“There is a Chinese saying — there are no unqualified students, but only unqualified teachers. Sometimes I feel I’m an unqualified teacher. What do you suggest, professor?”

A vocational education teacher from central China’s Henan province asked American education expert Walter Huber a question during his lecture here on Sunday.

“Well, you ask this question shows that you are exactly a qualified teacher, a good teacher.” Huber answered. Listeners all laughed, nodding.

From March 25 to 26, vocational education experts from the United States and European countries gathered at the 2017 Bainian (Centennial) Vocational Education Workshop, to give diagnosis to the weaknesses of China’s vocational training through lectures, seminars and demonstration classes to over 200 secondary vocational school principals and teachers from 14 mid-west Chinese provinces.

Together with representatives from some domestic education research institutes and welfare organizations, participants were actively exploring ways at the two-day workshop to improve the quality of vocational education, so as to better contribute to China’s targeted poverty alleviation strategy.

Co-sponsored by China Development Research Foundation (CDRF), Citi Funds, Hillhouse Funds and Bainian Vocational School, the workshop used Bainian vocational schools in cities like the capital city of Beijing, Lijiang in southwest China’s Yunnan Province and Yinchuan in northwest China’s Hui Autonomous Region as well as in Angola’s capital of Luanda as samples, and discussed highly targeted topics such as teaching quality evaluation, effective teaching, and life skill education.

Chinese and foreign experts also gave demonstration classes on English, horticulture, intelligent building and so on during the workshop.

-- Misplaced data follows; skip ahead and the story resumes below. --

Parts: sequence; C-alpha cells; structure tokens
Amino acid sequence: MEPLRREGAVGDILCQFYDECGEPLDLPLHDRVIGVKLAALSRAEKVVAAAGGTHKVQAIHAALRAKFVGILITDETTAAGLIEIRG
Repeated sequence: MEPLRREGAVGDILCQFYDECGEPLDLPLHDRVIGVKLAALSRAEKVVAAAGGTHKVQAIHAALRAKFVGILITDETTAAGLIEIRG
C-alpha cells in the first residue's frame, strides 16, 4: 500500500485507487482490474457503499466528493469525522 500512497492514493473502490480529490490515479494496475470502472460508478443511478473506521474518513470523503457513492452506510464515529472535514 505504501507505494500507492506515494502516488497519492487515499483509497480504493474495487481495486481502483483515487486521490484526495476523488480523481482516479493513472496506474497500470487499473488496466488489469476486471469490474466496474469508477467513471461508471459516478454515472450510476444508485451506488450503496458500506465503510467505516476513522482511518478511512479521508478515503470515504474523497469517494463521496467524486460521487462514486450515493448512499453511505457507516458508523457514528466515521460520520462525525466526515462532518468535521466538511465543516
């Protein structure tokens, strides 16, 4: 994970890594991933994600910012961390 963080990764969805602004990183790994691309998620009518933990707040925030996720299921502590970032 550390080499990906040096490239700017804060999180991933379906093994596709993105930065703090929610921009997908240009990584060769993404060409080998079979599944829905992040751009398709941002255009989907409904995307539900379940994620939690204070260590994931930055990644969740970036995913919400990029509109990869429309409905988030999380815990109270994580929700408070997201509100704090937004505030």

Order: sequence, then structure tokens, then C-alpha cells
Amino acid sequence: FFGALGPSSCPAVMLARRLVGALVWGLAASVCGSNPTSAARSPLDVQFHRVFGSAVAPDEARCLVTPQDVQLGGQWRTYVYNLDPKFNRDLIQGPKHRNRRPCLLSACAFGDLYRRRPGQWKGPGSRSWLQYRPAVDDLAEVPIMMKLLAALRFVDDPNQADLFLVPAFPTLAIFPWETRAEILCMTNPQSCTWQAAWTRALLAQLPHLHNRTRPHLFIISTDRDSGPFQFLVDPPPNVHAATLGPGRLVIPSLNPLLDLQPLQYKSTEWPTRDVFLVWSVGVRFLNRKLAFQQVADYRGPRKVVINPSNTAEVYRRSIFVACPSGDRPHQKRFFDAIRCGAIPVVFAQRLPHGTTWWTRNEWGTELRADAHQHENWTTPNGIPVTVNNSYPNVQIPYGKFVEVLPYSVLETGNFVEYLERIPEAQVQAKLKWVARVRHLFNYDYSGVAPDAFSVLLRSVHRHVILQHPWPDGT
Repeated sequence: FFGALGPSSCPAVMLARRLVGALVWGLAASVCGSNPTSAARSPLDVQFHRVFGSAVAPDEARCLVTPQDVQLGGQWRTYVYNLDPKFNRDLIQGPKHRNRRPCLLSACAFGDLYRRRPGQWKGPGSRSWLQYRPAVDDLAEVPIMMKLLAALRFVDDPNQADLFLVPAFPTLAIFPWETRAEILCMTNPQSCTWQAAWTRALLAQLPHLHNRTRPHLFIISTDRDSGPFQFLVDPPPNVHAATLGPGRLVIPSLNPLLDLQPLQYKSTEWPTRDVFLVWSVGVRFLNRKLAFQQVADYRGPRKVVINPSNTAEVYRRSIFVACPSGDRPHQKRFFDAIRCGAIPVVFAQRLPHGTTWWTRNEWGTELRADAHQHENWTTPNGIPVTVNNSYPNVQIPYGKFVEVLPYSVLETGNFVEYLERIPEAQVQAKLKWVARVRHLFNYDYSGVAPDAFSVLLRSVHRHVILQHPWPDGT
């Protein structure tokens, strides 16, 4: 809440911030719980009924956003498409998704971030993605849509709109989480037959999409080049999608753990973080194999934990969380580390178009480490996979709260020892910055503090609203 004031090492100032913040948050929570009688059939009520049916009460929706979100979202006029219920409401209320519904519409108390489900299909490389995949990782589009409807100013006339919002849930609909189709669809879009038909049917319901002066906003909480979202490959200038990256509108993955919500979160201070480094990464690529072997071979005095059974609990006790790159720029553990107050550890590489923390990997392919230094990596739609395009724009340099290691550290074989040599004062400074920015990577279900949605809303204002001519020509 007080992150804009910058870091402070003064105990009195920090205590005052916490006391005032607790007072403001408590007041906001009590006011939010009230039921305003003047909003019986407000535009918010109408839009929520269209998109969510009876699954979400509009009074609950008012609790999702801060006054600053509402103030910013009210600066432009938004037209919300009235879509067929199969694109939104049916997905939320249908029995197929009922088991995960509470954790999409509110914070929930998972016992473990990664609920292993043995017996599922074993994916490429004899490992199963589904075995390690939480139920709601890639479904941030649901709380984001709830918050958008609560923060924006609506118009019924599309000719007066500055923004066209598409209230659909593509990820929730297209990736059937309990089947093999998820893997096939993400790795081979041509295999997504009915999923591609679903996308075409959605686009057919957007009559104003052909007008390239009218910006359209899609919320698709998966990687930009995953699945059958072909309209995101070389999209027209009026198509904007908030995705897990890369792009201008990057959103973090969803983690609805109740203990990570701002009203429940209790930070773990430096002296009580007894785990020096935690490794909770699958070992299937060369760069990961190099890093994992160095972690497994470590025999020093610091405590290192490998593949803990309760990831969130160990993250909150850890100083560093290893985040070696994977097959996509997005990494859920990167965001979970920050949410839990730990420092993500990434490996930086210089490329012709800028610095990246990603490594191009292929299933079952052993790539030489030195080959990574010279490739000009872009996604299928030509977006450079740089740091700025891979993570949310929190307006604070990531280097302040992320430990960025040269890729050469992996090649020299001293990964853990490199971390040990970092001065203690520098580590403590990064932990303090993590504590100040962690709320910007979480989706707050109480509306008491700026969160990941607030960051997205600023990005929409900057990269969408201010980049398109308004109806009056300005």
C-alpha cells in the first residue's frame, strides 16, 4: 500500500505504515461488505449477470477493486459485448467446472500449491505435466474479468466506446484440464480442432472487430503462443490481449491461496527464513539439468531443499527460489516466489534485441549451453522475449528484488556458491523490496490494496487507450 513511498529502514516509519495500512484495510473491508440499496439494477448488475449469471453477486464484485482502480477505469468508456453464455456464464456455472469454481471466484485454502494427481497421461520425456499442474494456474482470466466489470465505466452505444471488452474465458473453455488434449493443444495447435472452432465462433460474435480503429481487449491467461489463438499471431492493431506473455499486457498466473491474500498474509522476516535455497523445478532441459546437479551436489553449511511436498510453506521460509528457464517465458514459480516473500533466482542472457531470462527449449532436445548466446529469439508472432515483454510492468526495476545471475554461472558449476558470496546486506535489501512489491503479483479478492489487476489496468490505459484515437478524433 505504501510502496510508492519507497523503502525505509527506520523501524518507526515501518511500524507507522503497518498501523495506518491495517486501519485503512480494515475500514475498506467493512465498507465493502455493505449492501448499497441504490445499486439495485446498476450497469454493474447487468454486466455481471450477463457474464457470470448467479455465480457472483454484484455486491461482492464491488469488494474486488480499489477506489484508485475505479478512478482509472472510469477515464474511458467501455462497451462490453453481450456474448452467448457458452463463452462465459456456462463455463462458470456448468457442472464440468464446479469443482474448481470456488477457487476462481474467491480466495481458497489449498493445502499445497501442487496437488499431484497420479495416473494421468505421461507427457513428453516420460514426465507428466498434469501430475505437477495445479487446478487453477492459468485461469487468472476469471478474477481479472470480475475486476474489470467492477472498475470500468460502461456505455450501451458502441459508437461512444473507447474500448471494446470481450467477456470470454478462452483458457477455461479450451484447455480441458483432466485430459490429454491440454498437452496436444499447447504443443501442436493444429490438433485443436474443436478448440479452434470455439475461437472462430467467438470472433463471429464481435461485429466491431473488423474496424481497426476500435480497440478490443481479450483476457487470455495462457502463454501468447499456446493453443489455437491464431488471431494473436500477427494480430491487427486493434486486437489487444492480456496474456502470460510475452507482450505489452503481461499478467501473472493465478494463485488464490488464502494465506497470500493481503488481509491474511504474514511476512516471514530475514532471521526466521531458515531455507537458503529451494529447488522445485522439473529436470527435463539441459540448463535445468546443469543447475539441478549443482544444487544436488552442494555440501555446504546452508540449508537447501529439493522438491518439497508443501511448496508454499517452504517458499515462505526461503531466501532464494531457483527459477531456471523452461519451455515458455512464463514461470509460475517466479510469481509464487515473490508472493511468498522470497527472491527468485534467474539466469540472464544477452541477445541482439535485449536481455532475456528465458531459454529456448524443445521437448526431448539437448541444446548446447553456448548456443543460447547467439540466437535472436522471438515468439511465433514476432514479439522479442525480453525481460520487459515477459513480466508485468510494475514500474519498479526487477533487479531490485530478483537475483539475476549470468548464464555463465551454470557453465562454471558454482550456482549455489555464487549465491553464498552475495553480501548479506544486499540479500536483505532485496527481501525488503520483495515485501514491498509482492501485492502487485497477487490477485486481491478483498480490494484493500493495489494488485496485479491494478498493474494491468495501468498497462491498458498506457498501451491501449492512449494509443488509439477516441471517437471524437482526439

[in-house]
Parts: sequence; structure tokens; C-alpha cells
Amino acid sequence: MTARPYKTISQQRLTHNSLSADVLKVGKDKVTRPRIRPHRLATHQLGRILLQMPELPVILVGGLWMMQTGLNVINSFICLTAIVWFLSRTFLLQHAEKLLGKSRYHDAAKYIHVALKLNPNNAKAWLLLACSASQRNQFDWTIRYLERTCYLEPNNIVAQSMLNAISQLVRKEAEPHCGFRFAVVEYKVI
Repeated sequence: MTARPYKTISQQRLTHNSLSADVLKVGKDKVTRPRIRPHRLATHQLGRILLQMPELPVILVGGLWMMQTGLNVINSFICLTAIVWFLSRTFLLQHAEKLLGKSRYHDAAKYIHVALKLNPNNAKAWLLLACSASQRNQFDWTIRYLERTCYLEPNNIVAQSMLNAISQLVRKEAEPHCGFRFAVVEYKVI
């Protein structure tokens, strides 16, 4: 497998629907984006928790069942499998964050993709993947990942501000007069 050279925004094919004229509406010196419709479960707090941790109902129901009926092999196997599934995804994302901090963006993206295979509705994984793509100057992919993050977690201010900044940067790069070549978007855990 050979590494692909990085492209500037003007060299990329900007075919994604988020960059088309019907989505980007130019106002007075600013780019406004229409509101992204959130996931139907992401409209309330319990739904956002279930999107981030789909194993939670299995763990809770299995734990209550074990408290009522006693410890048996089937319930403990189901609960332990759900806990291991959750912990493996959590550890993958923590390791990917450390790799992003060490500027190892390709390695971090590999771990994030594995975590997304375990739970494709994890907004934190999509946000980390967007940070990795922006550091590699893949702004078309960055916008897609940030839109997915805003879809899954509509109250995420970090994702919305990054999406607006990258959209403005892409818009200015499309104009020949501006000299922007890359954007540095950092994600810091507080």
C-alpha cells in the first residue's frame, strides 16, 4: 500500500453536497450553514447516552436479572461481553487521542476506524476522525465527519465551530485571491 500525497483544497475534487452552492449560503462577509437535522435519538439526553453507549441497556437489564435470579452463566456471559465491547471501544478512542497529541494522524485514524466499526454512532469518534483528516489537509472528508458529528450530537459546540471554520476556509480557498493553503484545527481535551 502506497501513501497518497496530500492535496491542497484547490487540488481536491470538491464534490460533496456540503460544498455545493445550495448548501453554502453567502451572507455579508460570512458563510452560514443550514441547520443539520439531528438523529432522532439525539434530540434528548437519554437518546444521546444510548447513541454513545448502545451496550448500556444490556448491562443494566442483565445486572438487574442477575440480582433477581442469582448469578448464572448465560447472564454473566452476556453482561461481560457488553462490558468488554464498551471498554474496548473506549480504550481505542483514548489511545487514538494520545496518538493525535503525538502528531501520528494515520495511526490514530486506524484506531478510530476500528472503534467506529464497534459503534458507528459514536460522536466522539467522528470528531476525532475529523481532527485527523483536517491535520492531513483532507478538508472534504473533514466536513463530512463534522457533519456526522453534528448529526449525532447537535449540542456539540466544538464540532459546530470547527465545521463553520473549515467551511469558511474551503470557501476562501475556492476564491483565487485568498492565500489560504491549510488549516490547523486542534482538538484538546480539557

Zhang Meiying, vice-chairwoman of the 11th CPPCC (Chinese People’s Political Consultative Conference) National Committee, said in her opening speech that “vocational education is the cradle of craftsmen.”

She pointed out that, poverty alleviation through education, especially targeted poverty alleviation through vocational education, is an important way to serve society and fulfill one’s social responsibility.

“Through vocational training, the students from poverty-stricken families will gain the ability of self-development, thus reaching the goal of getting out of poverty,” Zhang says, “In that sense, vocational education serves as an important weapon in the fight against poverty.”

Yao Li, founder of Bainian Vocational School, told Xinhua: “In today’s Chinese society, vocational education has been widely recognized as an effective way of precise poverty relief.”

According to her, since the establishment of Bainian 12 years ago, apart from professional skills training, the school has always been emphasizing on life skills education for the students’ sustainable development, enabling them to obtain the ability of self-learning in a fast changing labor market.

“The vision of students from poor regions is not open enough, how to solve the problem?” “Students like playing cellphones more than listening to my lessons, what should I do?” “How to treat students who have lagged behind?” … The front-line vocational educators had various kinds of questions and puzzles, while foreign experts gave them wise answers.

Participating principals all agreed that in order to help targeted poverty relief and change the fate of disadvantaged youth, vocational education needs to innovate itself to be more effective and market-oriented, to better suit the needs of the job market and the students’ long-term development.

“I was shocked to hear the foreign experts’ lectures today,” Li Wenshun, deputy chief of Leishan County Education Bureau in southwest China’s Guizhou Province, told Xinhua: “By comparison, I feel some of our education concepts and methods are out-of-date. This kind of workshop is very inspiring.”

According to CDRF Secretary-General Lu Mai, China has now built the world’s largest vocational education system with more than 16 million secondary vocational education students, most of whom come from underprivileged families.

“This is a group of people we should give special care and help to,” he said, “We hope secondary vocational education could foster them to become optimistic, healthy and modern skilled talents.” Enditem

Source: Fei Liena, Yu Rong, Yuan Ruting, Xinhua/NewsGhana.com.gh